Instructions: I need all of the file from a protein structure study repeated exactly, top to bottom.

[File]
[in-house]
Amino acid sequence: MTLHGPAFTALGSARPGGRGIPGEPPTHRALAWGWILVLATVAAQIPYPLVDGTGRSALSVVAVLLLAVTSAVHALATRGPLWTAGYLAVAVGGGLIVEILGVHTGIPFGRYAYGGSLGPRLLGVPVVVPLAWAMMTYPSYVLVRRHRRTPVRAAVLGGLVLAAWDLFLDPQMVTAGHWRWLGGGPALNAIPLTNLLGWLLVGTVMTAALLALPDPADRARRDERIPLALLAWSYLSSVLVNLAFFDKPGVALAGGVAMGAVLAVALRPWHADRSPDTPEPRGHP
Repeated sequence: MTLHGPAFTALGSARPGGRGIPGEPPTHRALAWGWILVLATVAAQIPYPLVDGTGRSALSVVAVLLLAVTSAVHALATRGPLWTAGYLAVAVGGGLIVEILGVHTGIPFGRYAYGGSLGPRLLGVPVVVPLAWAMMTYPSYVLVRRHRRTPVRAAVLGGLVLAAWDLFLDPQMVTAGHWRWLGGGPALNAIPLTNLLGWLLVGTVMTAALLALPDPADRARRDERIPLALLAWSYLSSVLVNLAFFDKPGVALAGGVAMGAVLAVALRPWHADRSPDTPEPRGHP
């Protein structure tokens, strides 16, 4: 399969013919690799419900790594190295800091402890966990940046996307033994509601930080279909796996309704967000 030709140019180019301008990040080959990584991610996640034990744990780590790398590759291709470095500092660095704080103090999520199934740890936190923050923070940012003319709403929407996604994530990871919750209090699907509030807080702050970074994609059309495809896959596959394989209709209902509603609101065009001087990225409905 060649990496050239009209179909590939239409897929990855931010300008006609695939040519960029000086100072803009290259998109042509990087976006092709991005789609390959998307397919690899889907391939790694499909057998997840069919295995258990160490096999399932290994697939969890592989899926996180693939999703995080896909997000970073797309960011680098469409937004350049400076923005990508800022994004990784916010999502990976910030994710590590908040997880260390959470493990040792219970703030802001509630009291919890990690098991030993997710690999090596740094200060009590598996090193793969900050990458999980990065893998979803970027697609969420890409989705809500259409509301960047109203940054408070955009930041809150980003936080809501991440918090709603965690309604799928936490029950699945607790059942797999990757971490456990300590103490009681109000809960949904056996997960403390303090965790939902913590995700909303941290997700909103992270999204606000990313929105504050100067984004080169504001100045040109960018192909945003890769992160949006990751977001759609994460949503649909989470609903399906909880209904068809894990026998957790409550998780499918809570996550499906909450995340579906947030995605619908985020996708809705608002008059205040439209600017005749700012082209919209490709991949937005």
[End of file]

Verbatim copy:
[in-house]
Amino acid sequence: MTLHGPAFTALGSARPGGRGIPGEPPTHRALAWGWILVLATVAAQIPYPLVDGTGRSALSVVAVLLLAVTSAVHALATRGPLWTAGYLAVAVGGGLIVEILGVHTGIPFGRYAYGGSLGPRLLGVPVVVPLAWAMMTYPSYVLVRRHRRTPVRAAVLGGLVLAAWDLFLDPQMVTAGHWRWLGGGPALNAIPLTNLLGWLLVGTVMTAALLALPDPADRARRDERIPLALLAWSYLSSVLVNLAFFDKPGVALAGGVAMGAVLAVALRPWHADRSPDTPEPRGHP
Repeated sequence: MTLHGPAFTALGSARPGGRGIPGEPPTHRALAWGWILVLATVAAQIPYPLVDGTGRSALSVVAVLLLAVTSAVHALATRGPLWTAGYLAVAVGGGLIVEILGVHTGIPFGRYAYGGSLGPRLLGVPVVVPLAWAMMTYPSYVLVRRHRRTPVRAAVLGGLVLAAWDLFLDPQMVTAGHWRWLGGGPALNAIPLTNLLGWLLVGTVMTAALLALPDPADRARRDERIPLALLAWSYLSSVLVNLAFFDKPGVALAGGVAMGAVLAVALRPWHADRSPDTPEPRGHP
């Protein structure tokens, strides 16, 4: 399969013919690799419900790594190295800091402890966990940046996307033994509601930080279909796996309704967000 030709140019180019301008990040080959990584991610996640034990744990780590790398590759291709470095500092660095704080103090999520199934740890936190923050923070940012003319709403929407996604994530990871919750209090699907509030807080702050970074994609059309495809896959596959394989209709209902509603609101065009001087990225409905 060649990496050239009209179909590939239409897929990855931010300008006609695939040519960029000086100072803009290259998109042509990087976006092709991005789609390959998307397919690899889907391939790694499909057998997840069919295995258990160490096999399932290994697939969890592989899926996180693939999703995080896909997000970073797309960011680098469409937004350049400076923005990508800022994004990784916010999502990976910030994710590590908040997880260390959470493990040792219970703030802001509630009291919890990690098991030993997710690999090596740094200060009590598996090193793969900050990458999980990065893998979803970027697609969420890409989705809500259409509301960047109203940054408070955009930041809150980003936080809501991440918090709603965690309604799928936490029950699945607790059942797999990757971490456990300590103490009681109000809960949904056996997960403390303090965790939902913590995700909303941290997700909103992270999204606000990313929105504050100067984004080169504001100045040109960018192909945003890769992160949006990751977001759609994460949503649909989470609903399906909880209904068809894990026998957790409550998780499918809570996550499906909450995340579906947030995605619908985020996708809705608002008059205040439209600017005749700012082209919209490709991949937005």